COVID-19 fueled nursing shortage but also inspired new generation of nurses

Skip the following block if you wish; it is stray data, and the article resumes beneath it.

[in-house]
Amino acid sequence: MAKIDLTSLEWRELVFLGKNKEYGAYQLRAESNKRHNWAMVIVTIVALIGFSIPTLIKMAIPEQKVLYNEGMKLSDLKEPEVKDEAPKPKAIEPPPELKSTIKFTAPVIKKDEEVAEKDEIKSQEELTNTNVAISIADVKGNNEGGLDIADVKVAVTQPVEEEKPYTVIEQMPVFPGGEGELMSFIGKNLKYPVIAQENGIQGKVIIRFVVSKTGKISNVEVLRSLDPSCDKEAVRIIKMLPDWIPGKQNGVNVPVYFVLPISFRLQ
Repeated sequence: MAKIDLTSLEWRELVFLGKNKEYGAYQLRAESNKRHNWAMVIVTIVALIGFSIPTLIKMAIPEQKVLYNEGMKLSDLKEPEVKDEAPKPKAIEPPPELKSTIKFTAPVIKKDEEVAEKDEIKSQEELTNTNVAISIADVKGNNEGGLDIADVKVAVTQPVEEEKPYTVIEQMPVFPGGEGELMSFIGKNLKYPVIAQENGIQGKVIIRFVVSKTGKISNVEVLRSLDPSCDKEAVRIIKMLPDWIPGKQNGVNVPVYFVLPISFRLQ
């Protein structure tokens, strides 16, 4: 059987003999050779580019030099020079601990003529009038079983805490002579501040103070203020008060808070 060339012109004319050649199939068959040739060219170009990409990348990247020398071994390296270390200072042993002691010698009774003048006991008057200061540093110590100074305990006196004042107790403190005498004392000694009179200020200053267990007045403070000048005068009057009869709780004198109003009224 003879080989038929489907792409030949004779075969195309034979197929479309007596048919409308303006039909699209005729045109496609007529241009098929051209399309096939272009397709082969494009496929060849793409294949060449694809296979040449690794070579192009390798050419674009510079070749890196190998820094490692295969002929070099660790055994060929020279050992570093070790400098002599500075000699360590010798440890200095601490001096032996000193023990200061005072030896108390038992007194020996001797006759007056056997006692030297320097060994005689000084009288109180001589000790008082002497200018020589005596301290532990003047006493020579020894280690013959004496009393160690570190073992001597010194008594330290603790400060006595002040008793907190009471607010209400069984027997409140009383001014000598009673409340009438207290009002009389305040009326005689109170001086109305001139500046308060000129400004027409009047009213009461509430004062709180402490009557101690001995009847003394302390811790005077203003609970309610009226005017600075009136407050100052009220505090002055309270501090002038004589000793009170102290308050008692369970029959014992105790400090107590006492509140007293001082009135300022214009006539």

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The skills lab at the University of Rochester School of Nursing looks just like a hospital unit. Hospital beds are separated by curtains. Students break off into small groups as instructors walk them through specific parts of their training. On a Friday in late October, Andrew Pierle and Christian Tarantola were learning how to place a patient in restraints. Their instructor, Rachel Ngo-Oum, explains that this may be required if a patient is deemed to be a danger to themselves or others. Pierle and Tarantola are both in their first semester of an accelerated program for people who are switching to nursing from a different career. Tarantola used to work in supply chain management at Xerox, but decided to go back to school to become a nurse because of what he noticed during the COVID-19 pandemic. "When I saw what nurses do for people, especially during a pandemic, this is a potentially a once-in-a-lifetime opportunity to deal with this kind of disease,” he said. Pierle worked as a lab

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